Sydney BethSydney Pikey’s lungs were donated to Kyle Frankiewicz,who was suffering from cystic fibrosis.
About 1,200 Missourians are hoping for a second chance at life. That’s how many men, women, and children are on the list to receive a lifesaving organ transplant. For some, that second chance will never come. To underscore the importance of choosing to become a donor and to bring awareness to the critical need for organ, tissue, marrow, and blood donation, April has been designated National Donate Life Month.
For Stacy Pikey of New Madrid, every day is an opportunity to encourage others to consider organ donation. She has been actively educating people and dispelling myths about organ donation in a grass roots campaign since starting an organization called Sydney’s Santa in 2005. This charitable organization was created in honor of Stacy’s spunky seven-year-old daughter, Sydney Beth. Sydney Beth was involved in a fatal accident in 2003, but her parents agreed to donate their daughter’s organs. “We knew that is exactly what Sydney Beth would want to do. She was such a caring and giving person, and she would be so disappointed with us if we didn’t allow her to continue to give, to give to others as she did in life,” Stacy says. A match was found for Sydney’s lungs as well as her liver, providing a criticial opportunity for two people.
Stacy credits that difficult decision to family conversations and their daughter’s positive outlook regarding donation. The family was confronted with the question a few months prior when Sydney’s grandmother passed away. She was a tissue donor, and the Pikeys discussed the concept with their children,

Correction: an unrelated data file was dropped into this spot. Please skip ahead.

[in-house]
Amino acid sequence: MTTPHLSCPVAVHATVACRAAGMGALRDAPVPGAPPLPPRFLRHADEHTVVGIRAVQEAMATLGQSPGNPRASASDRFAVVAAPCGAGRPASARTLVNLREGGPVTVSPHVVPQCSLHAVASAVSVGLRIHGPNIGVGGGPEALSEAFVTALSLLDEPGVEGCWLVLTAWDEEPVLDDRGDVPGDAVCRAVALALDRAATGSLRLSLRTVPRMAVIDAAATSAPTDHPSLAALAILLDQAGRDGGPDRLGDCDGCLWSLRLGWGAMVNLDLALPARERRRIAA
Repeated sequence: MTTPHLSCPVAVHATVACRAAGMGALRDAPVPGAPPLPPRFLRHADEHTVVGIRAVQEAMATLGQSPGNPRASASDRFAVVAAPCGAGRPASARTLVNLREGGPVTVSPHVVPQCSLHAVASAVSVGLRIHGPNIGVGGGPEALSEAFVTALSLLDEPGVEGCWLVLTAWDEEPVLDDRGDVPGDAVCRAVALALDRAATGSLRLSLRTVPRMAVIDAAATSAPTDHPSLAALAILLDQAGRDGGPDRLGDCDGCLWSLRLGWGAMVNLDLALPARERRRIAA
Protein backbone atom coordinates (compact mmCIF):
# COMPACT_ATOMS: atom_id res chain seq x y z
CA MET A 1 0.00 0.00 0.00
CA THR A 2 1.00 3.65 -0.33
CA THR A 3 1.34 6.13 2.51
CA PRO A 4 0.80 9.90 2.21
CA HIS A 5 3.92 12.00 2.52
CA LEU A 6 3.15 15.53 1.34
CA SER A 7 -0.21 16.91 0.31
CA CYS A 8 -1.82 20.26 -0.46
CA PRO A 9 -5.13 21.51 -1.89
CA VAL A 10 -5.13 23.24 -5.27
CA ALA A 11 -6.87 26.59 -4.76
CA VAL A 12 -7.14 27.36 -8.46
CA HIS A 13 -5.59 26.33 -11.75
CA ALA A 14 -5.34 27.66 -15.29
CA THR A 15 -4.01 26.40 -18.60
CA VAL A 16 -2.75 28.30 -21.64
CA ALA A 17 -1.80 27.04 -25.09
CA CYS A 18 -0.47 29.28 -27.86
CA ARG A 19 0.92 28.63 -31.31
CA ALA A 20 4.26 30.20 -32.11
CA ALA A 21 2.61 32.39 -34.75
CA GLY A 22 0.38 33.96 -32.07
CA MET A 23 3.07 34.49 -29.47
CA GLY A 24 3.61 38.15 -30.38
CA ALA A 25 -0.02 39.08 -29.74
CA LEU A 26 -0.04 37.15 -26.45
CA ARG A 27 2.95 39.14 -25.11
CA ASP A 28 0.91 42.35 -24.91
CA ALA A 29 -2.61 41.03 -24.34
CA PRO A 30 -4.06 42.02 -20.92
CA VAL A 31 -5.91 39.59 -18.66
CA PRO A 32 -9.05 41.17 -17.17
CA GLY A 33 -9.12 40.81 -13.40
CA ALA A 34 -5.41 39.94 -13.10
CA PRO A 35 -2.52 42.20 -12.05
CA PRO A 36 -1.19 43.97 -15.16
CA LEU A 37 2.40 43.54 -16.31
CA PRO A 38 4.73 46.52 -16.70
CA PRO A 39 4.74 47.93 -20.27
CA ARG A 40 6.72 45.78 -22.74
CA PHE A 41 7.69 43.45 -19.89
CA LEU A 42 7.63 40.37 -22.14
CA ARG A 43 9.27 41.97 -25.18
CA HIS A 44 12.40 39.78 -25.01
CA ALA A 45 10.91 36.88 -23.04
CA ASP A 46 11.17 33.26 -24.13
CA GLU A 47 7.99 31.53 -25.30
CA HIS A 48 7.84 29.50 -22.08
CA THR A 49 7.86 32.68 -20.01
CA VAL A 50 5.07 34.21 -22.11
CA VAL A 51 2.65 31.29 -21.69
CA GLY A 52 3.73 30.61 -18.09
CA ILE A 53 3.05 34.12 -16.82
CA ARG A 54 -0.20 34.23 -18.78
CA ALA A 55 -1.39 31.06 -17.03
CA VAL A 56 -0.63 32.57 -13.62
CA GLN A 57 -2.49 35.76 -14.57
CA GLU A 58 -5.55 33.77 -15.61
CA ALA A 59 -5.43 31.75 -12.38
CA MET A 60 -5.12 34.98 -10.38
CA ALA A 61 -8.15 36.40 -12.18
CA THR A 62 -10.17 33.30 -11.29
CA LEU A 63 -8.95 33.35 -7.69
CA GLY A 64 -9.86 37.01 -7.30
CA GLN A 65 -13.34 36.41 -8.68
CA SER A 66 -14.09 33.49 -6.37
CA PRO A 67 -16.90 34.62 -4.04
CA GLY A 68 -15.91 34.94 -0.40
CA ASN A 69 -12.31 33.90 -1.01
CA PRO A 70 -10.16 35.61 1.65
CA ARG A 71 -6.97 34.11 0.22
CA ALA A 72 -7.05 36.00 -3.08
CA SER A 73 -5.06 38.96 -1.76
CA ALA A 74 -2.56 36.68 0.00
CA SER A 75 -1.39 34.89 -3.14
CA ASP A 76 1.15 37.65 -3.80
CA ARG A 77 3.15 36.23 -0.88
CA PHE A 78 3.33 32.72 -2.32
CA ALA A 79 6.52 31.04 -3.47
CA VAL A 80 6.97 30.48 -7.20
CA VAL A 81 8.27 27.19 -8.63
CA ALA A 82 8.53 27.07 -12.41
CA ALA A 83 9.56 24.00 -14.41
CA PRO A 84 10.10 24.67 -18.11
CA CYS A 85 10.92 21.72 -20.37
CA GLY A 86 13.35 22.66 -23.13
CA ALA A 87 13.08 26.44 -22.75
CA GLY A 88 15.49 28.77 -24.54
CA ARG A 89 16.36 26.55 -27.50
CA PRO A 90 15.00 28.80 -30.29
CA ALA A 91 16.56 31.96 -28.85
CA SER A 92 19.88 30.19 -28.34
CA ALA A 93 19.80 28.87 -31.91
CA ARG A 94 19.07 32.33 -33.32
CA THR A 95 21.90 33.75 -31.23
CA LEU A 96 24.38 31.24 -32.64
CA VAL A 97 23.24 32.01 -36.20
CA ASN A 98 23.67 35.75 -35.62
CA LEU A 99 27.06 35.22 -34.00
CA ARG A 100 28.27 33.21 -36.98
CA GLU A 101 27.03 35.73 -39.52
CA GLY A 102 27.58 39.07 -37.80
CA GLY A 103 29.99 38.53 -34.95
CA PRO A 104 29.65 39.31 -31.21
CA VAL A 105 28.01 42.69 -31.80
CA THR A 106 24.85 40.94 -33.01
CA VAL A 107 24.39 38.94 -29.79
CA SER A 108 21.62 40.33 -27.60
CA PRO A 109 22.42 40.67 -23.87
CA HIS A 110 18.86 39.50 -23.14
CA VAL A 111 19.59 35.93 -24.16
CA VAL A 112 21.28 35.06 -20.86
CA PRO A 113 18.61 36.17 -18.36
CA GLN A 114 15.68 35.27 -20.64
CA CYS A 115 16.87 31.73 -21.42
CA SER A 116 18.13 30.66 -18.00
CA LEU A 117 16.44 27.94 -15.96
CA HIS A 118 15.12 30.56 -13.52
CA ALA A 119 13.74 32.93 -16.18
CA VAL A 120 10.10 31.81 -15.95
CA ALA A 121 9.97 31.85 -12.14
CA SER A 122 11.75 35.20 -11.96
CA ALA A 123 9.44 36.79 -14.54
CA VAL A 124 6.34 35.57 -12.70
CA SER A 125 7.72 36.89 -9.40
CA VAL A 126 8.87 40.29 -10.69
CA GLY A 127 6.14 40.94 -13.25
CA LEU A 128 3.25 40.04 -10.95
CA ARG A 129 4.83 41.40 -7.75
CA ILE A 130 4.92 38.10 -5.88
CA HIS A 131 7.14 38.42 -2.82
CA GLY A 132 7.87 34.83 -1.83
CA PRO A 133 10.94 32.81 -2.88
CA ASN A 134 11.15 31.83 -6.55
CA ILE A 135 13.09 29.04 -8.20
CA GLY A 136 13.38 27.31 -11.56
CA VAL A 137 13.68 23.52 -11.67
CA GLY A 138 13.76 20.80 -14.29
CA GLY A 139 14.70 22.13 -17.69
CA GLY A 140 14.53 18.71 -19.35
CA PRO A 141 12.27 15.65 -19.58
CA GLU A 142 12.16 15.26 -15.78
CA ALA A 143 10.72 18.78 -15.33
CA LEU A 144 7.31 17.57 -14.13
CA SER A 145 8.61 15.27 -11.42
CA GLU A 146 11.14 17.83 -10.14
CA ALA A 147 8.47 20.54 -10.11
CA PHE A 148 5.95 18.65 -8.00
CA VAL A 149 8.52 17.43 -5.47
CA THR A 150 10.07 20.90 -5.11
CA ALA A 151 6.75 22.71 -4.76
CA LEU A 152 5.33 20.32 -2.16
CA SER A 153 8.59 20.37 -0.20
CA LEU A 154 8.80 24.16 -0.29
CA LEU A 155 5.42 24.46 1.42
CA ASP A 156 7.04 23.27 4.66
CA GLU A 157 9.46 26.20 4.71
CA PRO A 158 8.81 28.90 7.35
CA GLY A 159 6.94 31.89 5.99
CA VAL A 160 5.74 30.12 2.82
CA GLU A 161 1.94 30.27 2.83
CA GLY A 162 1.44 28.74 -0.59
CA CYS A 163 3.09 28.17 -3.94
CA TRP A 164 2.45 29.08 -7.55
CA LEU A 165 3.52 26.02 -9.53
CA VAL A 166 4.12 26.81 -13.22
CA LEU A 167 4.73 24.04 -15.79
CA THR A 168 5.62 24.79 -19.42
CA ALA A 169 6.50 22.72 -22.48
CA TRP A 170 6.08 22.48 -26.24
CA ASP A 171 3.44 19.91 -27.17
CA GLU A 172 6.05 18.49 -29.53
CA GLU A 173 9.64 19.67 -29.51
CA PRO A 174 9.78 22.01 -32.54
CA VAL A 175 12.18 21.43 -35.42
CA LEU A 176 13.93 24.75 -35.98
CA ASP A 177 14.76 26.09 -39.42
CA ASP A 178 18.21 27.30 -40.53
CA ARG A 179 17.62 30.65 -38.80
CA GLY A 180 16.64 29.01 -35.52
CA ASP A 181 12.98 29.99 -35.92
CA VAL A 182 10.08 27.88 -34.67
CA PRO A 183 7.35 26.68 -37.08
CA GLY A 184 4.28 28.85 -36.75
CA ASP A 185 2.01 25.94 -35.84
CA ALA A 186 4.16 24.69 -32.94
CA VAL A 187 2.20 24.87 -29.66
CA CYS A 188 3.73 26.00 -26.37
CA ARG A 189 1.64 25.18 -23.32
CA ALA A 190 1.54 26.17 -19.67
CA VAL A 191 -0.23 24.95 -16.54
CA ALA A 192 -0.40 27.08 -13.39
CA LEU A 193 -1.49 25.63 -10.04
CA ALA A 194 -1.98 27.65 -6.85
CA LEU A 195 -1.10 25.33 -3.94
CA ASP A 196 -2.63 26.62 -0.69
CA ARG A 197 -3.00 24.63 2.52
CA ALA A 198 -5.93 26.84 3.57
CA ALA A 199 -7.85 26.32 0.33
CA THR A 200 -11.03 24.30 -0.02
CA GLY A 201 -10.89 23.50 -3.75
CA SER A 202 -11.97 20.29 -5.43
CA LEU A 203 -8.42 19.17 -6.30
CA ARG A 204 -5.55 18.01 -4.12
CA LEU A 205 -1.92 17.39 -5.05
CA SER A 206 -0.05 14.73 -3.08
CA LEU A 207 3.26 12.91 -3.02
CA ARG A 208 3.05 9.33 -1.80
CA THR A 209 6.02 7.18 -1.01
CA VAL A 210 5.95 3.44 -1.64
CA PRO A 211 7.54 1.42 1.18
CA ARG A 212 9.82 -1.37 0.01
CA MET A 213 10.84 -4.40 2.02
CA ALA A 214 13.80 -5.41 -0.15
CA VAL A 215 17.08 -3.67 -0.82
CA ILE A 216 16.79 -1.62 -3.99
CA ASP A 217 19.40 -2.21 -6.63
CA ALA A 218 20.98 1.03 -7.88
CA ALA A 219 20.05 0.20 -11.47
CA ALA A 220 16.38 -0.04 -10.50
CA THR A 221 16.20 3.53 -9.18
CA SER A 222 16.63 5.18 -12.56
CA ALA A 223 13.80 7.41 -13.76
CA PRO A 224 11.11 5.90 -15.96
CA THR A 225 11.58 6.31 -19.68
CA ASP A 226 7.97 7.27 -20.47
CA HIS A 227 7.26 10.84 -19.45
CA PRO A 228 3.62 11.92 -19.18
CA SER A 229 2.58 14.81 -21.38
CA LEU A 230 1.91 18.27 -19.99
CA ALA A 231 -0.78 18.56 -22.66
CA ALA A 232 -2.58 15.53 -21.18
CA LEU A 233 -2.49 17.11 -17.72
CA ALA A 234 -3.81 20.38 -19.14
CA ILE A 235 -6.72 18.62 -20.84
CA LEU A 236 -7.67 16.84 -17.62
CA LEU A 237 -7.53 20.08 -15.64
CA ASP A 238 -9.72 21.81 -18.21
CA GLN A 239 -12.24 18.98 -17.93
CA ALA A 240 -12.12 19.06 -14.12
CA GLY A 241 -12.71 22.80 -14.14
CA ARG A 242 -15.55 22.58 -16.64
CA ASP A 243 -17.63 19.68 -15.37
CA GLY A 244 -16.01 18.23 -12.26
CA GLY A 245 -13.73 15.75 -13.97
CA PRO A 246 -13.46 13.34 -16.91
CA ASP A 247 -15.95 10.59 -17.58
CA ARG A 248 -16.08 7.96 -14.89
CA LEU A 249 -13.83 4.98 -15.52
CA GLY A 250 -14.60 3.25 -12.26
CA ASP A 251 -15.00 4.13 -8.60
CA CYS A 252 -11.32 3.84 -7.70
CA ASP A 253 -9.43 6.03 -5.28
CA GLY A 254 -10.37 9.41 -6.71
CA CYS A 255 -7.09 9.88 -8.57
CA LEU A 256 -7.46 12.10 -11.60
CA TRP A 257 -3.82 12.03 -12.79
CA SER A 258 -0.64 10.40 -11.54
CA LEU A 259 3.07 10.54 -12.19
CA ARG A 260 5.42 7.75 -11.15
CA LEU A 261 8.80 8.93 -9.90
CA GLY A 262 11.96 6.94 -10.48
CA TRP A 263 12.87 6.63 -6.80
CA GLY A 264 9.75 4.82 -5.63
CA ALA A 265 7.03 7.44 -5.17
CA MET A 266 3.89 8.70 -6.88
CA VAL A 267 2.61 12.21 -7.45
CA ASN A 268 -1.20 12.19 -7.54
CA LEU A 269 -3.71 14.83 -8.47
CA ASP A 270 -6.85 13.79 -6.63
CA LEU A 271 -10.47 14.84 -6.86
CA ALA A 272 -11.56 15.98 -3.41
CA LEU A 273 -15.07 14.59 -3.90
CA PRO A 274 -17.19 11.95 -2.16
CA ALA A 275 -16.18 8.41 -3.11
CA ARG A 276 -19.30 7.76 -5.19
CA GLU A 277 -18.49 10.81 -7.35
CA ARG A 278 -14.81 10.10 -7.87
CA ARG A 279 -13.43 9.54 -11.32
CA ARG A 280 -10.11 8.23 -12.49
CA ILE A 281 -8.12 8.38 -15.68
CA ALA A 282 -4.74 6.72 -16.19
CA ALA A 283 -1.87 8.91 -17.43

“Sydney Beth thought that was the coolest thing that her grandma gave one of her eyes to a little boy,” Stacy says. Keeping with Sydney’s spirit, the goal of the organization is to bring hope to those in need by donating gifts throughout the year and to encourage others to be an organ and tissue donor.
With the momentum Sydney’s Santa has been gaining, Stacy is zealously spreading her message about organ donation.
“People have this concept of what they think about organ donation, but there are so many myths and misconceptions,” she says. “I educate people and let them know time is not on your side when you are faced with this decision. If I could stress one thing to any family, it’s to talk about the issue now. It’s a serious thing, but you don’t have the time to do it when you are faced with that decision. You don’t have hours, you don’t have minutes. You have a very small window of opportunity to make the decision that could ultimately change someone’s life.”
In 1996, Missouri state law created the Organ Donor Registry to promote organ and tissue donation. The registry is a list of individuals who intend to be a potential donor. The Department of Health and Senior Services maintains the registry. Authorized personnel access the registry at the time of death to determine if the person is listed and wished to be a donor. This information is shared with the next of kin, so they may make a final, but informed, decision on their loved one’s behalf. Currently, there are more than 2.3 million Missourians enrolled in the registry.
If a person wishes to become a donor, it is important that they discuss their wishes with loved ones, friends, healthcare providers, and religious advisors, says Virginia Beatty, a planner for the Missouri Organ Donor Program.
“Missouri’s registry is one of intent rather than a statement of consent,” Virginia says. “Currently in Missouri, a donor’s family is given the option to proceed with the donation.” Often, because a person’s intent to donate has not been discussed with family members, people are faced with a difficult decision at a difficult time.
For Stacy and the Pikeys, their experiences with tissue and organ donation have been overwhelmingly positive despite the heartache that is associated with their loss. “It helps me when I talk about Sydney Beth and share my tragedy with someone else. Through God’s help and your faith in God and the gift of organ donation, you can turn tragedy into something positive,” Stacy says. “You can say, ‘My loved one is a hero. They actually saved someone’s life.’
Visit www.missouriorgandonor.com for more information.